2020 Valérie Courrèges 'Bois Carmin' Cahors

2020 Valérie Courrèges 'Bois Carmin' Cahors

Regular price $32

Region: Cahors < France

Grapes: Malbec (aka Côt)

Vineyard/Cellar Stats: Certified biodynamic farming (Demeter); Soils: stony red clay soil on top of a friable jurassic limestone bedrock; grapes are mostly de-stemmed, but not crushed in order to maintain the integrity of the berries. Wines are fermented with native yeast in small concrete tanks, sorted by parcel. Moderate extraction by gentle punch-downs or small pump-overs. 20 to 25 days total for maceration and fermentation; 15 months in small concrete vats and barrels; bottled unfined/unfiltered with no added So2; 14% ABV

Winemaker: Valérie Courrèges

In Cahors, just 3 hours from rival Bordeaux, Malbec (the "black grape") has always, and still does, reign as king.  Malbec used to be the prized grape in Bordeaux blends as well,  but Bordeaux completely ditched Malbec after a devastating 1956 frost, which wiped out most growers and around 95% of the vines, while Cahors stayed loyal.  Resurrection of the region -- and the reputation of Malbec, has been slow, and neither have truly regained their cult status. But producers like Valérie Courrèges are quietly bringing Cahors back to the forefront.  Valérie was already making wine at crazy famous estates throughout France when, in 2019, she came across the perfect opportunity to buy some old vineyards and settle in Cahors. Now based in the South West, she tends 22 hectares of old vines rooted in a sublime terroir of clay and limestone. Drawing inspiration from France's natural wine legends, her first order of business at the winery was to convert all of its vineyards to biodynamic farming and pursue Demeter certification.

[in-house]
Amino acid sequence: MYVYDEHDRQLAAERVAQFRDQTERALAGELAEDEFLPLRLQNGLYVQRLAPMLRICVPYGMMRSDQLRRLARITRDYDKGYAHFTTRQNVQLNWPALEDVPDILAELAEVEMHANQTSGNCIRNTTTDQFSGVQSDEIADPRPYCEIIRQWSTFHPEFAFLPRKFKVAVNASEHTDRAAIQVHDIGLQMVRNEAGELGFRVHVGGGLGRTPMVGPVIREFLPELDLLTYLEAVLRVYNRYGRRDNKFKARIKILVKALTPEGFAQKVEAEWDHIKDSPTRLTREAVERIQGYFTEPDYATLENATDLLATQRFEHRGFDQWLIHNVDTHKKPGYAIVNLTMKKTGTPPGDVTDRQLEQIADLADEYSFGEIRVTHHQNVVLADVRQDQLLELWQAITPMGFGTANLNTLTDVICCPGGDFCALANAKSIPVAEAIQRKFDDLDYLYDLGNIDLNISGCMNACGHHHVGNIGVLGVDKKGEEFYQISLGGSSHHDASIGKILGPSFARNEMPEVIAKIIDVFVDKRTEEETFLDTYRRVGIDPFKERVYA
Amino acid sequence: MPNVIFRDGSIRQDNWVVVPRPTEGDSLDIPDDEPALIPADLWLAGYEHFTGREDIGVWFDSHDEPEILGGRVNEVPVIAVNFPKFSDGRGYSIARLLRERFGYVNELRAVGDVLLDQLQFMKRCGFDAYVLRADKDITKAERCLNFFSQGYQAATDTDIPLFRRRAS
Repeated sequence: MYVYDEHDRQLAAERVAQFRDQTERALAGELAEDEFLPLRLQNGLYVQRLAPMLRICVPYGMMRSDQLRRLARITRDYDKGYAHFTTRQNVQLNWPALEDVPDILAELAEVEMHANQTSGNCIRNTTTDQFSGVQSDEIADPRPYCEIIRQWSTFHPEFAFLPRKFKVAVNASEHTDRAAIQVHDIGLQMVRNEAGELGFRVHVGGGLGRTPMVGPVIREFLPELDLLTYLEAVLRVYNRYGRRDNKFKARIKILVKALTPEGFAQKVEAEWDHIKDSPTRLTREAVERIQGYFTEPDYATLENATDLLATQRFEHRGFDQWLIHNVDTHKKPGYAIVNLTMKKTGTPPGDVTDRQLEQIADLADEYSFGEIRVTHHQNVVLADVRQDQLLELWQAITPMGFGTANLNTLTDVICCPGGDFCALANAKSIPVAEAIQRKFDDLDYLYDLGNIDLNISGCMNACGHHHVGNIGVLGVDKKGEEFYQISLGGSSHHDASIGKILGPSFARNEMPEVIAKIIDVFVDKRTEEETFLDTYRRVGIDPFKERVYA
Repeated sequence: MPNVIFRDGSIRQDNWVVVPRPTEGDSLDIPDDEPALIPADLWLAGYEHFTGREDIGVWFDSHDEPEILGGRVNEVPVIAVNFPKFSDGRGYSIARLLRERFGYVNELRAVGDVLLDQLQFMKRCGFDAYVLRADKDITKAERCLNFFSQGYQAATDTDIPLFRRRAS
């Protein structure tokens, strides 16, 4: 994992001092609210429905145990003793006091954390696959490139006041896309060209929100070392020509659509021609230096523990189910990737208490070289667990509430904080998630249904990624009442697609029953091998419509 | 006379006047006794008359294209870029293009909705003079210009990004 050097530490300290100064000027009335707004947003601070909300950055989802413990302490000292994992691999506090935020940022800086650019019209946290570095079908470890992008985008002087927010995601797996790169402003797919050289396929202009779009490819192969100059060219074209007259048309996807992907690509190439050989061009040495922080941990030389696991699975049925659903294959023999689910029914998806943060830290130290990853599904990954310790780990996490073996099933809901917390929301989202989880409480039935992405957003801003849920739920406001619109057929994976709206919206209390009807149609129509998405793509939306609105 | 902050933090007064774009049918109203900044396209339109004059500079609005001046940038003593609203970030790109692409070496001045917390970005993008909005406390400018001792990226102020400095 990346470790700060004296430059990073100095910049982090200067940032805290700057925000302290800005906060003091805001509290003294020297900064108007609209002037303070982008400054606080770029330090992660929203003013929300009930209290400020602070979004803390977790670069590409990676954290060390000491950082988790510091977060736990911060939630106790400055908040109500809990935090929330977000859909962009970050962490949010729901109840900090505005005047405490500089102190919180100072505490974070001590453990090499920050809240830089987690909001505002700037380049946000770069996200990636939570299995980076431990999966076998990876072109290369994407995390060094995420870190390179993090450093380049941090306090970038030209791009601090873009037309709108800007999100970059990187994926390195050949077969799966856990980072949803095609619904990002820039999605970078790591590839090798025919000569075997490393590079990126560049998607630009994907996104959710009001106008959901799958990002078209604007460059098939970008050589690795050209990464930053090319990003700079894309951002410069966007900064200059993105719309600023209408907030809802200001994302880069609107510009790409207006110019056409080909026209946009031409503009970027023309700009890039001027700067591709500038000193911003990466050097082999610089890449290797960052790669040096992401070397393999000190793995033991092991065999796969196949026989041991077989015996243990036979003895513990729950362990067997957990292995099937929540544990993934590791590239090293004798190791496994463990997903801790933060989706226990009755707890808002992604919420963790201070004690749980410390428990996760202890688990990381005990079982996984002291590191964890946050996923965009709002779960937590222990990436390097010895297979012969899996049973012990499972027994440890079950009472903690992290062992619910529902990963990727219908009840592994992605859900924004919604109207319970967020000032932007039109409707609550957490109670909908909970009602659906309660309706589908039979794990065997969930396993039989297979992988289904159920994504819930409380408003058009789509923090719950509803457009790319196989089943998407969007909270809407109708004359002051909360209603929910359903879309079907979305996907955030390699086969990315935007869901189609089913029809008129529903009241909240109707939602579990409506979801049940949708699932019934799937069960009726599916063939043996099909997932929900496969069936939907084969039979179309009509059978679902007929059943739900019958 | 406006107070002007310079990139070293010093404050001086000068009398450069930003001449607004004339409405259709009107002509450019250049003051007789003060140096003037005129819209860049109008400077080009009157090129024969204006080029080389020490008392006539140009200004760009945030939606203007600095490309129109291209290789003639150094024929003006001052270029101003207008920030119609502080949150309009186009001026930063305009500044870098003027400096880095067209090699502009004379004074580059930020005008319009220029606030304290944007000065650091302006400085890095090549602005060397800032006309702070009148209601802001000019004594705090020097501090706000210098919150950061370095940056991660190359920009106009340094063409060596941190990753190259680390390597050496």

The existing old vines, averaging between 50 and 65 years, were all planted with selection massale and grafted in place—an incredibly rare find in Cahors.  The vineyard from which this Malbec hails is located in Sauzet (AOP Cahors). All of the vines are walled inside an intact ‘clos’ from its original construction in 1913—another extremely rare feature that is a testament to the potential of this terroir, according to Valérie. The thick layer of topsoil above the limestone mother rock gives the land an increased resistance to drought, and inversely, to excess water with a natural drainage. The strength of this parcel also lies with its ‘swelling clays’ that give supple notes of violet flowers in otherwise hearty expressions of Cahors.

'Bois Cahors' is a powerful wine, intense black and purple in color, with flowers and spice on the nose.  On the palate, fleshy black fruit is lightened up by purple flowers and a fresh mineral quality (from the amazing soil structure here), and a velvety texture coats the mouth and brings you back for more.  A fantastic fall-to-winter wine for heartier dishes and chilly days.  Think Bordeaux, but way cooler.

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